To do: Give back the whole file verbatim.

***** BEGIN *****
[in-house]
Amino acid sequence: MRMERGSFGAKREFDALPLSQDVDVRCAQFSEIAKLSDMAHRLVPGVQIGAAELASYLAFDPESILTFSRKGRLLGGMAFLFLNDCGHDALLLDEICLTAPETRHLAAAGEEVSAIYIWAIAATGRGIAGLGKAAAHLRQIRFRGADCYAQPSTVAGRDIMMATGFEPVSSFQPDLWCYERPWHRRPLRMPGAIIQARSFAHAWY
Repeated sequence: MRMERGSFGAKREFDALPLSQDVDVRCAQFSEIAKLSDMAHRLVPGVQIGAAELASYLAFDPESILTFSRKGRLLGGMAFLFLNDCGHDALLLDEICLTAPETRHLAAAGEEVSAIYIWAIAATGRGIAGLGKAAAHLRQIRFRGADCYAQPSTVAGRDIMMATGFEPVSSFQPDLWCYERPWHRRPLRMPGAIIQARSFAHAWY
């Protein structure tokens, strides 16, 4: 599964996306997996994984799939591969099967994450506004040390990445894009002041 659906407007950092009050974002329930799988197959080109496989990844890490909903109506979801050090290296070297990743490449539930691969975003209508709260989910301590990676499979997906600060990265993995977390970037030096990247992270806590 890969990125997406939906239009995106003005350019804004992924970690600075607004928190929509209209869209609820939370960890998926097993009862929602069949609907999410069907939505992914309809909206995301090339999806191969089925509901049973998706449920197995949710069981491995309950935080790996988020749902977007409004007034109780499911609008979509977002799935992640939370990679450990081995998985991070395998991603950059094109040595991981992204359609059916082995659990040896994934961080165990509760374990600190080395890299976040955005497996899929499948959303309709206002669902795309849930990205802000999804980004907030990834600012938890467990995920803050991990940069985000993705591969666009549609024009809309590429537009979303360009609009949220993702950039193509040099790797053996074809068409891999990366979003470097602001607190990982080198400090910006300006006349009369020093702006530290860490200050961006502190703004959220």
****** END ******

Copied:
[in-house]
Amino acid sequence: MRMERGSFGAKREFDALPLSQDVDVRCAQFSEIAKLSDMAHRLVPGVQIGAAELASYLAFDPESILTFSRKGRLLGGMAFLFLNDCGHDALLLDEICLTAPETRHLAAAGEEVSAIYIWAIAATGRGIAGLGKAAAHLRQIRFRGADCYAQPSTVAGRDIMMATGFEPVSSFQPDLWCYERPWHRRPLRMPGAIIQARSFAHAWY
Repeated sequence: MRMERGSFGAKREFDALPLSQDVDVRCAQFSEIAKLSDMAHRLVPGVQIGAAELASYLAFDPESILTFSRKGRLLGGMAFLFLNDCGHDALLLDEICLTAPETRHLAAAGEEVSAIYIWAIAATGRGIAGLGKAAAHLRQIRFRGADCYAQPSTVAGRDIMMATGFEPVSSFQPDLWCYERPWHRRPLRMPGAIIQARSFAHAWY
């Protein structure tokens, strides 16, 4: 599964996306997996994984799939591969099967994450506004040390990445894009002041 659906407007950092009050974002329930799988197959080109496989990844890490909903109506979801050090290296070297990743490449539930691969975003209508709260989910301590990676499979997906600060990265993995977390970037030096990247992270806590 890969990125997406939906239009995106003005350019804004992924970690600075607004928190929509209209869209609820939370960890998926097993009862929602069949609907999410069907939505992914309809909206995301090339999806191969089925509901049973998706449920197995949710069981491995309950935080790996988020749902977007409004007034109780499911609008979509977002799935992640939370990679450990081995998985991070395998991603950059094109040595991981992204359609059916082995659990040896994934961080165990509760374990600190080395890299976040955005497996899929499948959303309709206002669902795309849930990205802000999804980004907030990834600012938890467990995920803050991990940069985000993705591969666009549609024009809309590429537009979303360009609009949220993702950039193509040099790797053996074809068409891999990366979003470097602001607190990982080198400090910006300006006349009369020093702006530290860490200050961006502190703004959220």